Earlier in the day, at St Laurence Church in Ludlow, the Archbishop launched the Hereford Diocese ‘Mission & Mortar’ digital tool kit, digital software designed to help parishioners rejuvenate their church buildings. It’s hoped that the tool kit, which has been developed with £38,000 of funding from the National Lottery Heritage Fund, will eventually be rolled out nationally.

    From Ludlow, the Archbishop headed to Barrow Primary School, where he took part in acting out a story from Open the Book, which teaches children about Bible stories. From there, his tour of the diocese took in the Sutton Hill Community Centre in Telford, where he was serenaded by youngsters from the Sir Alexander Fleming Primary School. His day ended with a short prayer walk up Clee Hill with a youth group from Cleobury Mortimer.

    In the evening, the Archbishop shared a drink with people at Ludlow Brewery, at a ‘Setting God’s People Free’ event, an initiative which helps people live a Christian life.

    Day Three - Wednesday 16 October 2019

    The Archbishop of Canterbury, the Most Revd Justin Welby condemned the ‘echo chambers of enmity’ and talked of working for ‘the Common Good’ on the third and final day of his visit to the Hereford Diocese.

    As he spoke to community leaders at a business breakfast, teachers and students at the start of an Educational Conference for Church of England Schools and farmers at the Hereford Livestock Market, the Archbishop repeated his call for people to learn how to disagree well in a post-Brexit United Kingdom.

    The Archbishop said that as a nation, we needed ‘to hold on to our basic principles of what it is to be a society’ and added that ‘the Common Good’ was not that same as ‘the general interest’. He said: ‘Working for the Common Good means that no-one gets left behind.’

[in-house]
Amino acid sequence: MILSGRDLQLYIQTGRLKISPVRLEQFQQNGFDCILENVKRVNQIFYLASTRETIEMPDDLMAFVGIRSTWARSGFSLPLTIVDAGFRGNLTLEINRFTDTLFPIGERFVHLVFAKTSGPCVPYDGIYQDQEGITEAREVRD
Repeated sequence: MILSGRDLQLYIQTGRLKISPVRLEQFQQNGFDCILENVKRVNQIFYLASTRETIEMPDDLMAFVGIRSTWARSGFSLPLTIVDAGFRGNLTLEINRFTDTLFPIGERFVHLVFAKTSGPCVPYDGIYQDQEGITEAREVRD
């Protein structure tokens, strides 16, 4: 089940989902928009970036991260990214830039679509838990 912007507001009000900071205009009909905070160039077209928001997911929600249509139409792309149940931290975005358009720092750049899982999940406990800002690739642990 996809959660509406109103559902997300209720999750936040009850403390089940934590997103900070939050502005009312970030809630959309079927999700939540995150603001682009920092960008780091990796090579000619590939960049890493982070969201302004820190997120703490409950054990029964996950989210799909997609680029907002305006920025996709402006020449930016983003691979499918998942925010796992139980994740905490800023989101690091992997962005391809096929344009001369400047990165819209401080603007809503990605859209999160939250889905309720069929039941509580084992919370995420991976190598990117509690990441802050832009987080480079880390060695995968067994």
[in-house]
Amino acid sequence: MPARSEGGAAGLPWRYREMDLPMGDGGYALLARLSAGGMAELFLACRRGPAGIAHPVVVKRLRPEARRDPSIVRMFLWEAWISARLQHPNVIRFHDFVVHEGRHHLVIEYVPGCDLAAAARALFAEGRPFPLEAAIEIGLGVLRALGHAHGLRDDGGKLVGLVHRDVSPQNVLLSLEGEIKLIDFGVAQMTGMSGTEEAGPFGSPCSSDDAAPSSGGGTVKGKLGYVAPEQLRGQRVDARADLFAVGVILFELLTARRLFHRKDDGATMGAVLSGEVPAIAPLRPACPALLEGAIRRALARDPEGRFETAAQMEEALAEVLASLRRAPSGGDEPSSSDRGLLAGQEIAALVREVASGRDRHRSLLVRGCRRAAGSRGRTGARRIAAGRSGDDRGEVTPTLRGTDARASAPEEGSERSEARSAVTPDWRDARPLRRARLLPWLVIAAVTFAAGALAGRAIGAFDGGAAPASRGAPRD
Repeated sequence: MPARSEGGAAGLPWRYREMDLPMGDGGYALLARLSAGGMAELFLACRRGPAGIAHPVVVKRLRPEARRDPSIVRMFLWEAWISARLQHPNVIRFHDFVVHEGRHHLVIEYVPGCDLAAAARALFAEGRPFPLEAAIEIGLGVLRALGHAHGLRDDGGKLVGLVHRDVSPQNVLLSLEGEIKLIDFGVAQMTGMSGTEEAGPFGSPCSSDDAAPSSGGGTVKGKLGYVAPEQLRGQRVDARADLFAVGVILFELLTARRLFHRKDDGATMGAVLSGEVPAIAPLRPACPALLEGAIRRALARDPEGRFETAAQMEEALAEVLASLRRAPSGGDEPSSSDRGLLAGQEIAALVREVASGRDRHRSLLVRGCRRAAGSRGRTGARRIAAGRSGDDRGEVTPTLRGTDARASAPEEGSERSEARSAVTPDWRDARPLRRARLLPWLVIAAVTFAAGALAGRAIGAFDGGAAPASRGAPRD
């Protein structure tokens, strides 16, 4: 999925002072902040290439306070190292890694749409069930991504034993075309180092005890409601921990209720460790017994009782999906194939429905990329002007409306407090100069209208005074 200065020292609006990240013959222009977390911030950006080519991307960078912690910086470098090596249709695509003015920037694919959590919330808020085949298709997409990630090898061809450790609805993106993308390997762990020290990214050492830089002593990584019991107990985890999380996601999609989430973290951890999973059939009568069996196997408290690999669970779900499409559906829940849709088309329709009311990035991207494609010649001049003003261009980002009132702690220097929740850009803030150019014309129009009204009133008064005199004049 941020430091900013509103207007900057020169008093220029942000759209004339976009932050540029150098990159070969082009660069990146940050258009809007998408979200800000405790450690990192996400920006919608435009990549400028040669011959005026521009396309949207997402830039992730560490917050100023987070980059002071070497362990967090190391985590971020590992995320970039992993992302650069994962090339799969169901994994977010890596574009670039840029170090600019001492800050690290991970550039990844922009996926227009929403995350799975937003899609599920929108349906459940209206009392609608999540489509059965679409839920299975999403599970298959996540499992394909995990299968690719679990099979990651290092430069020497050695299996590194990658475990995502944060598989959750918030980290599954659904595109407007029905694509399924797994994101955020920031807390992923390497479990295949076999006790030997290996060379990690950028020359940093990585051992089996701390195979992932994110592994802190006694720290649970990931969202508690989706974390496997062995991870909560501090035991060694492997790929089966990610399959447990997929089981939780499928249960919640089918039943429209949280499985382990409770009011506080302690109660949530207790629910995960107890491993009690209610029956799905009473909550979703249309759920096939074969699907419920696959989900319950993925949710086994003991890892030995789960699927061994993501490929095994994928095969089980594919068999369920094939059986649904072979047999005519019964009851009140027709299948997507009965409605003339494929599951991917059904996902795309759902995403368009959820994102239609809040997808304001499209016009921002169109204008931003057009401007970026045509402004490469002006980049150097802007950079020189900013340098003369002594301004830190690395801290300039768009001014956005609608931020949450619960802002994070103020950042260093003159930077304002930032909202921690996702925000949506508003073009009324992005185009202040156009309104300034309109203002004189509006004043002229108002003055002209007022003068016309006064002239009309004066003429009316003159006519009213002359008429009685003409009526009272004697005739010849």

The Archbishop spent time with patients and staff at St Michael’s Hospice and spoke to students and supporters at the Horizon Training project in Hereford.

    Speaking from the sheep ring at the Livestock Market, the Archbishop answered questions on climate change, the stress of TB testing, the effect on meat prices of the buying power of the supermarkets and the threat to food standards of trade deals negotiated, if and when the UK leaves the European Union.

    The Archbishop told farmers: ‘I know you are isolated. I know it’s often very, very hard and just coming on this visit has been a reminder of that to me. We know how important you are and we value you. People have forgotten that you’re essential to national survival.’

    On his three-day sojourn in the diocese, the Archbishop visited 30 projects in Herefordshire and Shropshire, observing the work of the church across the diocese inspired by the Bishop of Hereford, the Rt Revd Richard Frith, who retires later in the year.

    Bishop Richard said the Archbishop had ‘raised our sights and given us fresh vision’. Before leaving the diocese for his return trip to London, the Archbishop said he had seen ‘huge imagination and creativity being exercised in the diocese.’

    He added: ‘People might look at Hereford and think it’s a nice, quiet, rural diocese but my goodness, there’s a lot going on and it’s wonderful to see.’